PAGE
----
PhD defence

Tumour development in Lynch syndrome. Genes load the gun, lifestyle pulls the trigger?

PhD candidate Jesca JGM (Jesca) Brouwer MSc
Promotor E (Ellen) Kampman
Co-promotor dr. FJB (Fränzel) van Duijnhoven
External copromotor prof. dr HFA Vasen
Organisation Wageningen University, Human Nutrition & Health

Wed 16 September 2020 13:30 to 15:00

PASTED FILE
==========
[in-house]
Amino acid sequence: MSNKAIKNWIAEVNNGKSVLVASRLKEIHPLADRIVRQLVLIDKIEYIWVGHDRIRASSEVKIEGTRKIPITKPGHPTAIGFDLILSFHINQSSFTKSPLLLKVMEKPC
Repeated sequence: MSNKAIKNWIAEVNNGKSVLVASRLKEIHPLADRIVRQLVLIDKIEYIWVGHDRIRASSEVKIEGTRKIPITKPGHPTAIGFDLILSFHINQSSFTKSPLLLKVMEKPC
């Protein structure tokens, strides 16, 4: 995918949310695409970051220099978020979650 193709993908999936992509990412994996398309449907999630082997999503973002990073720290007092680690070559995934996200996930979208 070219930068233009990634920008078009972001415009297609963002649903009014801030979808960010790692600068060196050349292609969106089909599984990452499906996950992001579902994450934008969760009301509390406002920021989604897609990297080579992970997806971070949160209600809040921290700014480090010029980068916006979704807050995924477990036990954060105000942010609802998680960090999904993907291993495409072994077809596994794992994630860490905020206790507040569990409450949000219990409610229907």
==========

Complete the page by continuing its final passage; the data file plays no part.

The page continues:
Dietary habits, physical activity and body fatness influence our risk of cancer, especially colorectal cancer. To find out whether this is also true for individuals with the inherited Lynch syndrome (LS), which puts them at a very high risk of (colorectal) cancer at a young age, the research in this thesis was conducted.  The findings show that a higher body mass index at young adulthood also increases the risk of colorectal cancer, and other types of cancer, among women with LS. Although results show that the cancer prevention recommendations to eat a healthy diet and maintain a healthy body weight – also at young adulthood – may also be beneficial to those with a very high cancer risk due to LS, we did not see that persons with LS change their lifestyle after a colorectal tumour diagnosis. More attention to lifestyle is suggested for those involved in the care of individuals with LS.